Brian Reiser Keynotes Conference on Next Generation Science Standards

Brian Reiser Keynotes Conference on Next Generation Science Standards

Brian Reiser

As a keynote speaker at a major conference for Illinois educators, Learning Sciences professor Brian Reiser discussed the research-based recommendations for the Next Generation Science Standards (NGSS). These national standards, designed to support scientific literacy for the 21st century, aim to improve K-12 science education.

"Teachers in the Lead: New Illinois Learning Standards for Science (New ILS)," which iincluded two keynote talks and numerous breakout sessions, was held at Illinois State University on September 6. The conference was funded by the Department of Education and Illinois State Board of Education.

Reiser’s keynote on “Supporting Next Generation Science in K-12 Classrooms” highlighted the three major shifts embodied by the NGSS standards. “These shifts challenge current widely used widely used assessments, curriculum materials, and the manner science is often taught in classrooms,” according to Reiser, a Learning Sciences professor and a member of the National Research Council panel that developed guidelines for the standards.

Reiser says the three main innovations for science learning encompassed by the standards are as follows:

  • Learning is organized around a small number of core science explanatory ideas, focusing on deeper treatment of central explanatory models, rather than a superficial treatment of too many topics.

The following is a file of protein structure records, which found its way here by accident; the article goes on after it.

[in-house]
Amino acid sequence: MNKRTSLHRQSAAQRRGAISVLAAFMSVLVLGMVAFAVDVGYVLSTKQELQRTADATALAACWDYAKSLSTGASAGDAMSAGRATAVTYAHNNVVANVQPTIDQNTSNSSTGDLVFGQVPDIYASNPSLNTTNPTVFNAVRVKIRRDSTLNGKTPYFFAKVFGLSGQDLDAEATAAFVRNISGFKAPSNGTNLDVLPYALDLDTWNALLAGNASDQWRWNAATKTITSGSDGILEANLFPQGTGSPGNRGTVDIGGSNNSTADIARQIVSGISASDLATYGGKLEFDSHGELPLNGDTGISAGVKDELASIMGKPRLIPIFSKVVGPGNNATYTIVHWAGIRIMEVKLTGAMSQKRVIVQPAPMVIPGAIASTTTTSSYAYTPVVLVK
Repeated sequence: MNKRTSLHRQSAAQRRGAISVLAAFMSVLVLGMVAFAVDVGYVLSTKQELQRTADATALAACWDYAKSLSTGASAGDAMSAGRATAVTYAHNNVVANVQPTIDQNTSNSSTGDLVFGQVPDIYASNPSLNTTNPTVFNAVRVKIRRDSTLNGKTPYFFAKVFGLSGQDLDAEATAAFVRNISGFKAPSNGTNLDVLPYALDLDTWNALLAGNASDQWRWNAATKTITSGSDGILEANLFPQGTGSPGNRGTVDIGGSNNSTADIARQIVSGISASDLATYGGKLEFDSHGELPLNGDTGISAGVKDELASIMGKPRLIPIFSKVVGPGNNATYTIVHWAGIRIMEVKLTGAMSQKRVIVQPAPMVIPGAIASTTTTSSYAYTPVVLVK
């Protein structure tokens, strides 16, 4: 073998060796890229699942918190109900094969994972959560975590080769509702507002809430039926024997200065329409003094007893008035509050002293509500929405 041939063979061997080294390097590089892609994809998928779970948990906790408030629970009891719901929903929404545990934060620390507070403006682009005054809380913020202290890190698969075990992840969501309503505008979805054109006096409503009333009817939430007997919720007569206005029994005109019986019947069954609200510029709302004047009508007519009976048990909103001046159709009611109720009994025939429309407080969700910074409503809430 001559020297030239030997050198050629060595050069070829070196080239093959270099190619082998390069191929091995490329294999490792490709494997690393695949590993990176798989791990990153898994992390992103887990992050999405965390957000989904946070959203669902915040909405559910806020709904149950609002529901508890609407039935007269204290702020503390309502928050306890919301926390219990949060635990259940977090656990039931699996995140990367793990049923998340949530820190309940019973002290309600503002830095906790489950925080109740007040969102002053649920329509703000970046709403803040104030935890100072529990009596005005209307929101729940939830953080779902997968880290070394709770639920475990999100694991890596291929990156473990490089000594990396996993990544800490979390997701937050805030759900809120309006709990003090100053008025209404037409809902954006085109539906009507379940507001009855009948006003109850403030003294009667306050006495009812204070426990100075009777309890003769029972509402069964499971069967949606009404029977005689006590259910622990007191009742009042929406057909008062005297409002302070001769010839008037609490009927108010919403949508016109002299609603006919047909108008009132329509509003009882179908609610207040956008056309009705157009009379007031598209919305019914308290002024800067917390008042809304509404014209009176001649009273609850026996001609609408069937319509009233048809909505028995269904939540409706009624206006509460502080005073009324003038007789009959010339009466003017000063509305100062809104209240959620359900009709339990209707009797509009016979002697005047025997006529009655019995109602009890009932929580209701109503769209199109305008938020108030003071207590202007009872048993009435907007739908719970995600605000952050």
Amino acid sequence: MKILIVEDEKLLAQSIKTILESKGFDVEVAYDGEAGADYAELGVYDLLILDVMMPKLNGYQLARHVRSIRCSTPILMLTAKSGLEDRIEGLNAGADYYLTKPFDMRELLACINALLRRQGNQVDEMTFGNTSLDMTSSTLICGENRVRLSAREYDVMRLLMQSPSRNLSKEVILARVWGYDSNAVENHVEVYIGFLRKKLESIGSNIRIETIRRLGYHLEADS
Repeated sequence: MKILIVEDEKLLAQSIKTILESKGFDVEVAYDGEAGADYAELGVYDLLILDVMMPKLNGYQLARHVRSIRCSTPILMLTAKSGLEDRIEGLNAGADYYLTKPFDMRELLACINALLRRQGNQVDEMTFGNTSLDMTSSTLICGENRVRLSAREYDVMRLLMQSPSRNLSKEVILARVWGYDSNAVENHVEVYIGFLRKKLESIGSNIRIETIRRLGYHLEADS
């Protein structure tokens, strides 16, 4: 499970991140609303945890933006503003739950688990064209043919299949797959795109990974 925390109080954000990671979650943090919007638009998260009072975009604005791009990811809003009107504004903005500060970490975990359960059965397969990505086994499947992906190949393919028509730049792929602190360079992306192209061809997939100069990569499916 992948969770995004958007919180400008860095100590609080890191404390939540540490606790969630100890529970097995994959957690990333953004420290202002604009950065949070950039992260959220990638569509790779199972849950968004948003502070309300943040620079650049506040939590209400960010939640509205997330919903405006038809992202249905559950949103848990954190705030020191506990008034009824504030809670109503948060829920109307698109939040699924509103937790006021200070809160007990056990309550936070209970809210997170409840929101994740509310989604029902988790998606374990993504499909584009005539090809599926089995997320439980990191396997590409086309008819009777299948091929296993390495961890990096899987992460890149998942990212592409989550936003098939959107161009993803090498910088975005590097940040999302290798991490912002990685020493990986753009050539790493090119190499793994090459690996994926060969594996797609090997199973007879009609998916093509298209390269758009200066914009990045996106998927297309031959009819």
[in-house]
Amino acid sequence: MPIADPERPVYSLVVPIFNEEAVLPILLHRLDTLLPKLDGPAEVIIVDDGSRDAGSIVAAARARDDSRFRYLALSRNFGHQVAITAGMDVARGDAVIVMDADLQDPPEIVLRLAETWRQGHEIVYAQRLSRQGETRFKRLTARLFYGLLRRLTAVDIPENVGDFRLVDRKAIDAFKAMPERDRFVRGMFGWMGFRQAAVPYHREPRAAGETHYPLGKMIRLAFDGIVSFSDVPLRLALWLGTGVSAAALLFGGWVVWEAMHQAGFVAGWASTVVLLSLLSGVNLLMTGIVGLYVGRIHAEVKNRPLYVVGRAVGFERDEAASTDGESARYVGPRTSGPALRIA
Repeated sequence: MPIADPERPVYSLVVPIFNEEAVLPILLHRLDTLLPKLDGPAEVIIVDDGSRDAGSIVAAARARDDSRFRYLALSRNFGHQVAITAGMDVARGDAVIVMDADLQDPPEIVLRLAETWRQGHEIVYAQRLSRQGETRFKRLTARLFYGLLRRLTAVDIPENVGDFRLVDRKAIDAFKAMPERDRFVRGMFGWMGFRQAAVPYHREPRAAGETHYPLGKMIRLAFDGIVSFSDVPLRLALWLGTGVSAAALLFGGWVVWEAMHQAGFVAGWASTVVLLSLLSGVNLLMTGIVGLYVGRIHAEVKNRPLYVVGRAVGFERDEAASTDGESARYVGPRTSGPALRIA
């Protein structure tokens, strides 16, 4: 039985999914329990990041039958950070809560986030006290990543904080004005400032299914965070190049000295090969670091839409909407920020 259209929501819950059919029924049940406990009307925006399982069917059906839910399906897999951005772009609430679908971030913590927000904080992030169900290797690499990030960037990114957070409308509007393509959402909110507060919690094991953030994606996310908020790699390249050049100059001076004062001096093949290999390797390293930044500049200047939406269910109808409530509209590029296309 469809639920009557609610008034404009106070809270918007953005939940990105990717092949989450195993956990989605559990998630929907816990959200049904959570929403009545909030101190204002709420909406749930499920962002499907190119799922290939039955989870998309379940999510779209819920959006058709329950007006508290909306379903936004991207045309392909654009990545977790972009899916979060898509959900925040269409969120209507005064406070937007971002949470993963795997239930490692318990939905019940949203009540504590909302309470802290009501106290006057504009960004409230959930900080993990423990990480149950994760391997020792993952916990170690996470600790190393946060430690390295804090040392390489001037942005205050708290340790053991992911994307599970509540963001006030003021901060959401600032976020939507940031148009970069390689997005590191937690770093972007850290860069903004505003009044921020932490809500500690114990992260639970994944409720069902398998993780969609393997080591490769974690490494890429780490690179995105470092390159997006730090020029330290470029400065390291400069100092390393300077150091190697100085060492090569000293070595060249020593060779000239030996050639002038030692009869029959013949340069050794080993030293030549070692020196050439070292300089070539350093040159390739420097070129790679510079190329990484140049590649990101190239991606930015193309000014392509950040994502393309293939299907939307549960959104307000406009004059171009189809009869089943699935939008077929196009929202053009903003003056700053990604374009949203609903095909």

• Students use science and engineering practices to develop these ideas through investigation and explanation of how and why phenomena occur.
  • The standards characterize coherent progressions, in which students build connections between ideas over time and between science disciplines.

In his keynote, Reiser emphasized the implications of these aspects of the new standards for classroom teaching, curriculum materials, and K-12 assessments. He also presented specific examples of next generation science learning.

In his research Reiser examines how to make scientific practices such as argumentation, explanation and modeling meaningful and effective for classroom teachers and students. His design research investigates the cognitive and social interaction elements of learning environments supporting scientific practices, and design principles for technology-infused curricula that embed science learning in investigations of contextualized data-rich problems.

Reiser leads the Scientific Practices project to develop an empirically based learning progression for scientific practices that specifies how learners can engage in constructing, applying and refining scientific knowledge with increasing sophistication from elementary to middle school. Reiser is also on the leadership team for IQWST (Investigating and Questioning our World through Science and Technology), a collaboration with the University of Michigan developing a middle school project-based science curriculum.
By Marilyn Sherman
Last Modified: 9/9/14